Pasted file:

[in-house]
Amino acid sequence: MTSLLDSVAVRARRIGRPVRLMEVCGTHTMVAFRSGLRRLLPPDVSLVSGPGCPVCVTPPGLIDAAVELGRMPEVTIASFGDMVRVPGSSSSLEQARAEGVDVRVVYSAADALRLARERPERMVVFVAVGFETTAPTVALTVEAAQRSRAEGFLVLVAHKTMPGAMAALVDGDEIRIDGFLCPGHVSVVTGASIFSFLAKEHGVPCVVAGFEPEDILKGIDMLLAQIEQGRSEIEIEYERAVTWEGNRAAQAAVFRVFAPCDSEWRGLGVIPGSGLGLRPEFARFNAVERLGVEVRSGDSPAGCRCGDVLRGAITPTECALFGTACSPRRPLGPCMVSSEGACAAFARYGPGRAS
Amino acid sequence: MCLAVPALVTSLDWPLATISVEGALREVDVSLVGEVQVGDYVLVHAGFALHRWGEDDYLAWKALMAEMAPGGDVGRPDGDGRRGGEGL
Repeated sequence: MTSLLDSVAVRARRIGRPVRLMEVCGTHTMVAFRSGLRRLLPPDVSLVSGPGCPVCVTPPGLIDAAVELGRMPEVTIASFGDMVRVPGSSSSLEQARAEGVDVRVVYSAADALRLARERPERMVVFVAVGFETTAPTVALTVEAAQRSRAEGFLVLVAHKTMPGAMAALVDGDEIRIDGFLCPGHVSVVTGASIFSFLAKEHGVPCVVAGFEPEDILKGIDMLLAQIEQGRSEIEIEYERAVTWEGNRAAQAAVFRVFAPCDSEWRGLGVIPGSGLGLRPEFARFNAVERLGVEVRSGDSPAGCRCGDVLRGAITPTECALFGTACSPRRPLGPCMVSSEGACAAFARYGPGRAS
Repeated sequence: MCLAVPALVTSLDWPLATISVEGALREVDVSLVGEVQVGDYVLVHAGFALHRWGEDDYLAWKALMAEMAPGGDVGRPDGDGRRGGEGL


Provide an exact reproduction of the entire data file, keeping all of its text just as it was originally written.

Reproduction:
[in-house]
Amino acid sequence: MTSLLDSVAVRARRIGRPVRLMEVCGTHTMVAFRSGLRRLLPPDVSLVSGPGCPVCVTPPGLIDAAVELGRMPEVTIASFGDMVRVPGSSSSLEQARAEGVDVRVVYSAADALRLARERPERMVVFVAVGFETTAPTVALTVEAAQRSRAEGFLVLVAHKTMPGAMAALVDGDEIRIDGFLCPGHVSVVTGASIFSFLAKEHGVPCVVAGFEPEDILKGIDMLLAQIEQGRSEIEIEYERAVTWEGNRAAQAAVFRVFAPCDSEWRGLGVIPGSGLGLRPEFARFNAVERLGVEVRSGDSPAGCRCGDVLRGAITPTECALFGTACSPRRPLGPCMVSSEGACAAFARYGPGRAS
Amino acid sequence: MCLAVPALVTSLDWPLATISVEGALREVDVSLVGEVQVGDYVLVHAGFALHRWGEDDYLAWKALMAEMAPGGDVGRPDGDGRRGGEGL
Repeated sequence: MTSLLDSVAVRARRIGRPVRLMEVCGTHTMVAFRSGLRRLLPPDVSLVSGPGCPVCVTPPGLIDAAVELGRMPEVTIASFGDMVRVPGSSSSLEQARAEGVDVRVVYSAADALRLARERPERMVVFVAVGFETTAPTVALTVEAAQRSRAEGFLVLVAHKTMPGAMAALVDGDEIRIDGFLCPGHVSVVTGASIFSFLAKEHGVPCVVAGFEPEDILKGIDMLLAQIEQGRSEIEIEYERAVTWEGNRAAQAAVFRVFAPCDSEWRGLGVIPGSGLGLRPEFARFNAVERLGVEVRSGDSPAGCRCGDVLRGAITPTECALFGTACSPRRPLGPCMVSSEGACAAFARYGPGRAS
Repeated sequence: MCLAVPALVTSLDWPLATISVEGALREVDVSLVGEVQVGDYVLVHAGFALHRWGEDDYLAWKALMAEMAPGGDVGRPDGDGRRGGEGL